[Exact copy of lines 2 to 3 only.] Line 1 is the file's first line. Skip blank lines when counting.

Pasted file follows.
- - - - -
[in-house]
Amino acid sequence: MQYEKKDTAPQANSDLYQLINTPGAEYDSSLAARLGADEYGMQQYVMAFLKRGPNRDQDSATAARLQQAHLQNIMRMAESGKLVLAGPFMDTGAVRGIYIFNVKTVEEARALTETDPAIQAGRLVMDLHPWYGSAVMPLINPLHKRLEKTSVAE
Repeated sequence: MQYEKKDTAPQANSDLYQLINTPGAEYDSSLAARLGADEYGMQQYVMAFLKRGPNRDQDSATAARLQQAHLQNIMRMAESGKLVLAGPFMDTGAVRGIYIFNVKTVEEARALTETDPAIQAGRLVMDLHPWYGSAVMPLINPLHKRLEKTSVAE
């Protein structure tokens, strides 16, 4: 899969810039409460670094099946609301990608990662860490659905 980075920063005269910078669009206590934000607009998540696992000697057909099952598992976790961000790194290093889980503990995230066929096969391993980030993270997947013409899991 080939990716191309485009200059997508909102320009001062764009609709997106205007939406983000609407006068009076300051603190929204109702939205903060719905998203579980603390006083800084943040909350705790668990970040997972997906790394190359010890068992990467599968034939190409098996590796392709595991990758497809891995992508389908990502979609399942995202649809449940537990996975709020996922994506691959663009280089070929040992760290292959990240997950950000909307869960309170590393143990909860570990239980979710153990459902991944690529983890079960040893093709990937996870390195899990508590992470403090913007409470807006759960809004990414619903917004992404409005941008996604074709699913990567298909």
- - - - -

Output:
Amino acid sequence: MQYEKKDTAPQANSDLYQLINTPGAEYDSSLAARLGADEYGMQQYVMAFLKRGPNRDQDSATAARLQQAHLQNIMRMAESGKLVLAGPFMDTGAVRGIYIFNVKTVEEARALTETDPAIQAGRLVMDLHPWYGSAVMPLINPLHKRLEKTSVAE
Repeated sequence: MQYEKKDTAPQANSDLYQLINTPGAEYDSSLAARLGADEYGMQQYVMAFLKRGPNRDQDSATAARLQQAHLQNIMRMAESGKLVLAGPFMDTGAVRGIYIFNVKTVEEARALTETDPAIQAGRLVMDLHPWYGSAVMPLINPLHKRLEKTSVAE